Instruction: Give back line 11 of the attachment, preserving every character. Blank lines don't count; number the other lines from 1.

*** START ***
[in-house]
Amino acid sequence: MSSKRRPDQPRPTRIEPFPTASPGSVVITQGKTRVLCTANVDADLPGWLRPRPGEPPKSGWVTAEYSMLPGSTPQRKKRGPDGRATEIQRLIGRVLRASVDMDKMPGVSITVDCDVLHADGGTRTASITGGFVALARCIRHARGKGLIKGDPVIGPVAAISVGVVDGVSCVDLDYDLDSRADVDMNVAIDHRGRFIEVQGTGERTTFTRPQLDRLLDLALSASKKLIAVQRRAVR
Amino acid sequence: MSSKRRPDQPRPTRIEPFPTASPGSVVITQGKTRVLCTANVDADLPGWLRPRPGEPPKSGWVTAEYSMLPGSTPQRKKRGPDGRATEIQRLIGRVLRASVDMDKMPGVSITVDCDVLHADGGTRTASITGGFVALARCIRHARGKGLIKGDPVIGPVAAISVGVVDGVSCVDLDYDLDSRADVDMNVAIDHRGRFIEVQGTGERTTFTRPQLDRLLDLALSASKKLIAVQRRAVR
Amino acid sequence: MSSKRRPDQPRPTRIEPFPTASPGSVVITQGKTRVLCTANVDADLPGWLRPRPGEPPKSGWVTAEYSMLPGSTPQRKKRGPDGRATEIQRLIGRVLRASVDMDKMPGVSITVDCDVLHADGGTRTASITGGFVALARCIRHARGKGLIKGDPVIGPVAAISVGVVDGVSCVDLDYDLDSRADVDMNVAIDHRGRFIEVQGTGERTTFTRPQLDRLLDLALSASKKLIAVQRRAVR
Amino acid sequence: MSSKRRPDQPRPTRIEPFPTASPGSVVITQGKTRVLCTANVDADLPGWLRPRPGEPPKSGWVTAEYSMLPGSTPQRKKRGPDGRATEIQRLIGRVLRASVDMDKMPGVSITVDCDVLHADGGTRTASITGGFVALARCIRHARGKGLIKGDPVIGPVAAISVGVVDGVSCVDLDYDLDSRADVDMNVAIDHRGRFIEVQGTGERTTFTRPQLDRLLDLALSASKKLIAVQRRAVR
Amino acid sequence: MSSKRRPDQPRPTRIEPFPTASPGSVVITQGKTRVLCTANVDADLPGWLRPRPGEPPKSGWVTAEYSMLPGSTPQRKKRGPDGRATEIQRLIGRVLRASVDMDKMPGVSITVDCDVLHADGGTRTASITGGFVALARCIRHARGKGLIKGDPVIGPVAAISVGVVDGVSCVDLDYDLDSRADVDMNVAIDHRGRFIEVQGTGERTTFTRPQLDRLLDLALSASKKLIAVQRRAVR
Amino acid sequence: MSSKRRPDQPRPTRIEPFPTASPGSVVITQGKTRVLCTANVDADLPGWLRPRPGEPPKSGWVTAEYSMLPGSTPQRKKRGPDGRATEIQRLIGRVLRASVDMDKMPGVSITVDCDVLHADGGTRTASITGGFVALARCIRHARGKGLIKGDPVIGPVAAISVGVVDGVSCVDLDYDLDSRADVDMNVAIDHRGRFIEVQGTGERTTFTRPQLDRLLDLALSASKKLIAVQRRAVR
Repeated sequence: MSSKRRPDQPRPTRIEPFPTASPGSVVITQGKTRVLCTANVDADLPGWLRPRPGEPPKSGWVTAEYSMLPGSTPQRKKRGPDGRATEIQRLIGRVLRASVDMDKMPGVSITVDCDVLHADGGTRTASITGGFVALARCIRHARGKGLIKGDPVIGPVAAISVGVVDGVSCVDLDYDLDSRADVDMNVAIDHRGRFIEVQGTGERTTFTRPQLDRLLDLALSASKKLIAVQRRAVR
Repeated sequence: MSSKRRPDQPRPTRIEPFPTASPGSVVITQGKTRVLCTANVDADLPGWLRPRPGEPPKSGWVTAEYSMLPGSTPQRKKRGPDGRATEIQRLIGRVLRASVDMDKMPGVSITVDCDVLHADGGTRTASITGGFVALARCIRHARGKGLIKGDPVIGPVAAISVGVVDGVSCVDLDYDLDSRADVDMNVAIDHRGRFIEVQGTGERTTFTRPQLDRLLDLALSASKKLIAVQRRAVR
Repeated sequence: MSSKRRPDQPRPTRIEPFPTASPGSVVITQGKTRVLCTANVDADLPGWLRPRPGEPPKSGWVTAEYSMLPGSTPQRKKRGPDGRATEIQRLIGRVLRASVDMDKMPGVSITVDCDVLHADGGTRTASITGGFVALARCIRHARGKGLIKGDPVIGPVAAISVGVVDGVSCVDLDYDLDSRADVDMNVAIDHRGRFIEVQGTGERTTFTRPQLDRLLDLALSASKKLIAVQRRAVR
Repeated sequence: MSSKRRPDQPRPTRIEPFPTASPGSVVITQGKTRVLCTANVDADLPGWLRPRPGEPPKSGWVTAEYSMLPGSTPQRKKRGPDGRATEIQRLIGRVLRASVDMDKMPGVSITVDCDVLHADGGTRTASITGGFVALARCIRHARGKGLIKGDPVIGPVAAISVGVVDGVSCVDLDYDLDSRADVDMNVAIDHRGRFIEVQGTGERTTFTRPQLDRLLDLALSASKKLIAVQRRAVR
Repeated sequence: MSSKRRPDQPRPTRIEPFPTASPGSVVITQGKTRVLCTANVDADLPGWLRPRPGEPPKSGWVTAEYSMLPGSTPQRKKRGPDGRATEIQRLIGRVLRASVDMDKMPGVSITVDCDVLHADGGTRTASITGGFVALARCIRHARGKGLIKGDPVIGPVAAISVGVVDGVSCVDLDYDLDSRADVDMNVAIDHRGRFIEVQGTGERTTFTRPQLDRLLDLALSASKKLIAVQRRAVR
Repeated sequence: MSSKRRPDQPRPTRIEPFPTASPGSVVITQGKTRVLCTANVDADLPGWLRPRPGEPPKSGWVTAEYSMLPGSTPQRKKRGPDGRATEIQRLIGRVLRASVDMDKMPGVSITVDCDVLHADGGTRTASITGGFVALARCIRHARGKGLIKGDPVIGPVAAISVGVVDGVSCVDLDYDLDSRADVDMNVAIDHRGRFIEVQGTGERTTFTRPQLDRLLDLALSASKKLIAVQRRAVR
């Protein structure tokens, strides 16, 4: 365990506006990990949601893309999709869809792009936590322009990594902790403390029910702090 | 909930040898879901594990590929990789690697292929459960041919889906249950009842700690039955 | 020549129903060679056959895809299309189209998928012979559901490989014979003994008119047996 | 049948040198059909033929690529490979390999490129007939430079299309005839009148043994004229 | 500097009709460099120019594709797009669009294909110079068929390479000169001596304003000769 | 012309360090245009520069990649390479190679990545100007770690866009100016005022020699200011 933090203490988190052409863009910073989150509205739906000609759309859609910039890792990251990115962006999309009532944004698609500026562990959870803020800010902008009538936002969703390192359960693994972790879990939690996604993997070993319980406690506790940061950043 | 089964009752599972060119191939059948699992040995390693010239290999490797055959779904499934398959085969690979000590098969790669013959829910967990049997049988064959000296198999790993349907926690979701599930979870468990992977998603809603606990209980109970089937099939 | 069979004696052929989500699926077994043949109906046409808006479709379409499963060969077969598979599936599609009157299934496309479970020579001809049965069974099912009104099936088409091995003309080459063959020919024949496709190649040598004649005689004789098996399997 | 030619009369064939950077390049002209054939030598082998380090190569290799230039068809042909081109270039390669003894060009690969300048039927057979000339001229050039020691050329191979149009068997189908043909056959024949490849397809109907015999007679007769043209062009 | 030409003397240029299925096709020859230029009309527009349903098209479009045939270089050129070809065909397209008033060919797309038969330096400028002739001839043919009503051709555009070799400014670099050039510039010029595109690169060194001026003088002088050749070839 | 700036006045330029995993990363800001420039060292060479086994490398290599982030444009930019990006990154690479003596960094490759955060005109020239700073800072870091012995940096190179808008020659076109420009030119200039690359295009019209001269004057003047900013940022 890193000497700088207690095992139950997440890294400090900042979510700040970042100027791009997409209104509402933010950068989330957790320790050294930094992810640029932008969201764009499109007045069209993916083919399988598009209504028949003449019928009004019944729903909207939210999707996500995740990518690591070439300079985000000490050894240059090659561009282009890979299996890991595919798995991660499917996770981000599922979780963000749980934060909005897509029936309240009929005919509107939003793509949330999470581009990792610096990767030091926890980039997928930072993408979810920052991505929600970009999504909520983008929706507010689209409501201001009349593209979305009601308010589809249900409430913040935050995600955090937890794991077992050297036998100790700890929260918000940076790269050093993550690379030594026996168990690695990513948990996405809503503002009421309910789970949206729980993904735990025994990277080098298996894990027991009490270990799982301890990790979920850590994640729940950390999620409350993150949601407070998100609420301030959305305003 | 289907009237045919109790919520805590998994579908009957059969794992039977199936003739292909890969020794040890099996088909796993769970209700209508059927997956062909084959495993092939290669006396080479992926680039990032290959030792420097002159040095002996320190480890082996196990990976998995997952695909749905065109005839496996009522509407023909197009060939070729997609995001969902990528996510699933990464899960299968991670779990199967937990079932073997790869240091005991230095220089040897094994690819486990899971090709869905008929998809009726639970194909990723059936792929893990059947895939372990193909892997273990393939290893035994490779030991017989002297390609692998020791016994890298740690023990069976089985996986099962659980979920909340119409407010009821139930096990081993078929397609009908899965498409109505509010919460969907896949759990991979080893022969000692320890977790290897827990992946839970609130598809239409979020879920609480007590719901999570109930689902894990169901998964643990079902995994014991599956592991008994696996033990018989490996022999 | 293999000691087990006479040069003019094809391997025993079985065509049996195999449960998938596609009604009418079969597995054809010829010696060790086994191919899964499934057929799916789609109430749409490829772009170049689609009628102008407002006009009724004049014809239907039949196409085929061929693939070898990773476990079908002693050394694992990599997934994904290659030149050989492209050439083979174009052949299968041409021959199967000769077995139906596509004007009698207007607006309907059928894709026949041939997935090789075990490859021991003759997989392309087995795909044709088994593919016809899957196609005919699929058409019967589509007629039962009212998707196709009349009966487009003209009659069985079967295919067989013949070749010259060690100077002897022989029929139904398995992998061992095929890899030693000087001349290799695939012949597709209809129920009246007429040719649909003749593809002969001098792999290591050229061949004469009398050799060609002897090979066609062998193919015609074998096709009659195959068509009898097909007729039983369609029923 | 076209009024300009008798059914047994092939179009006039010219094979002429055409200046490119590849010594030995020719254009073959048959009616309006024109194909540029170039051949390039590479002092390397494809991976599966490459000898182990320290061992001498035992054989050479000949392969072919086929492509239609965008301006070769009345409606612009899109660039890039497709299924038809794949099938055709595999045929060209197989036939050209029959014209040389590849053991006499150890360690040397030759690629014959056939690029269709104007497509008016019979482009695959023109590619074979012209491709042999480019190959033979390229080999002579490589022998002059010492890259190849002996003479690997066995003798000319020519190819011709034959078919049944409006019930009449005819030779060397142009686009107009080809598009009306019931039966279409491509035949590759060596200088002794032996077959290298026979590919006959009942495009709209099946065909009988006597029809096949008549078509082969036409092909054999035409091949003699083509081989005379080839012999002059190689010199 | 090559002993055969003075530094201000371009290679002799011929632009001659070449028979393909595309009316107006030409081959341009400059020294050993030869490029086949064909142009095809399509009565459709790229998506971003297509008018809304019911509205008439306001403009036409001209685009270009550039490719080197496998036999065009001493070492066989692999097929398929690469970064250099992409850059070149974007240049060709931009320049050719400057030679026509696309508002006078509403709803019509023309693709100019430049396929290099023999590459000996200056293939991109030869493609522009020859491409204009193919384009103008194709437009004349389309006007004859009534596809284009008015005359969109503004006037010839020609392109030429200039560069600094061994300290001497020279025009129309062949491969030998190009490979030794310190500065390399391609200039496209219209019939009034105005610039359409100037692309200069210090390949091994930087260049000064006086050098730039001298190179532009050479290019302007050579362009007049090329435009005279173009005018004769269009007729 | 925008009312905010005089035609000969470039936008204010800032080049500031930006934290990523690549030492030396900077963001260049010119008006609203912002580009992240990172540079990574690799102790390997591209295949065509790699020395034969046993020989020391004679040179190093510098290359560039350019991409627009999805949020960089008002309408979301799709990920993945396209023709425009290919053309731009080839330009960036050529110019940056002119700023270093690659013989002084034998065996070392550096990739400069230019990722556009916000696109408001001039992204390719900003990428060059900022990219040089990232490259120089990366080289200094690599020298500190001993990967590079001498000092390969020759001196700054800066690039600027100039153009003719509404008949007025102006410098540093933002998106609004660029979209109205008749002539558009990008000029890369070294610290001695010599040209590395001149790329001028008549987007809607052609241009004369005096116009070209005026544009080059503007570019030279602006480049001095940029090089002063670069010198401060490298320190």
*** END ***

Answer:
Repeated sequence: MSSKRRPDQPRPTRIEPFPTASPGSVVITQGKTRVLCTANVDADLPGWLRPRPGEPPKSGWVTAEYSMLPGSTPQRKKRGPDGRATEIQRLIGRVLRASVDMDKMPGVSITVDCDVLHADGGTRTASITGGFVALARCIRHARGKGLIKGDPVIGPVAAISVGVVDGVSCVDLDYDLDSRADVDMNVAIDHRGRFIEVQGTGERTTFTRPQLDRLLDLALSASKKLIAVQRRAVR